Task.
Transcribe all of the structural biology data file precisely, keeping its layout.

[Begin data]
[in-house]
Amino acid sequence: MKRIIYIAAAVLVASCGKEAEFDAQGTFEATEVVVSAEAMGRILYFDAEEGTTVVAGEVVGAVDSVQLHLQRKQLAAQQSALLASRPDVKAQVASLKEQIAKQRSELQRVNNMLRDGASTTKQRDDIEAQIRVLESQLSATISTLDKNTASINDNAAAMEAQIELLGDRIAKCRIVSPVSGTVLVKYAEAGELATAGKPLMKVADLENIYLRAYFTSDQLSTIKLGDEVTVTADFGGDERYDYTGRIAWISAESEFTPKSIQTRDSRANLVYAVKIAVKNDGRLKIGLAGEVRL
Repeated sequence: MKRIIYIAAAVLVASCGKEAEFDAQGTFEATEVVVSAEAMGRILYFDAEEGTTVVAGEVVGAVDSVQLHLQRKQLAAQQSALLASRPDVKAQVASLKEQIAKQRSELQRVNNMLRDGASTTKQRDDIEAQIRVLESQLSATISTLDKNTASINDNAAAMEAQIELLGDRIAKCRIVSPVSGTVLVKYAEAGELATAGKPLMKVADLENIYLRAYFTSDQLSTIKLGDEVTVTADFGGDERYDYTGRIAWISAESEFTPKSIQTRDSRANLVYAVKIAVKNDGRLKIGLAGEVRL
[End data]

[in-house]
Amino acid sequence: MKRIIYIAAAVLVASCGKEAEFDAQGTFEATEVVVSAEAMGRILYFDAEEGTTVVAGEVVGAVDSVQLHLQRKQLAAQQSALLASRPDVKAQVASLKEQIAKQRSELQRVNNMLRDGASTTKQRDDIEAQIRVLESQLSATISTLDKNTASINDNAAAMEAQIELLGDRIAKCRIVSPVSGTVLVKYAEAGELATAGKPLMKVADLENIYLRAYFTSDQLSTIKLGDEVTVTADFGGDERYDYTGRIAWISAESEFTPKSIQTRDSRANLVYAVKIAVKNDGRLKIGLAGEVRL
Repeated sequence: MKRIIYIAAAVLVASCGKEAEFDAQGTFEATEVVVSAEAMGRILYFDAEEGTTVVAGEVVGAVDSVQLHLQRKQLAAQQSALLASRPDVKAQVASLKEQIAKQRSELQRVNNMLRDGASTTKQRDDIEAQIRVLESQLSATISTLDKNTASINDNAAAMEAQIELLGDRIAKCRIVSPVSGTVLVKYAEAGELATAGKPLMKVADLENIYLRAYFTSDQLSTIKLGDEVTVTADFGGDERYDYTGRIAWISAESEFTPKSIQTRDSRANLVYAVKIAVKNDGRLKIGLAGEVRL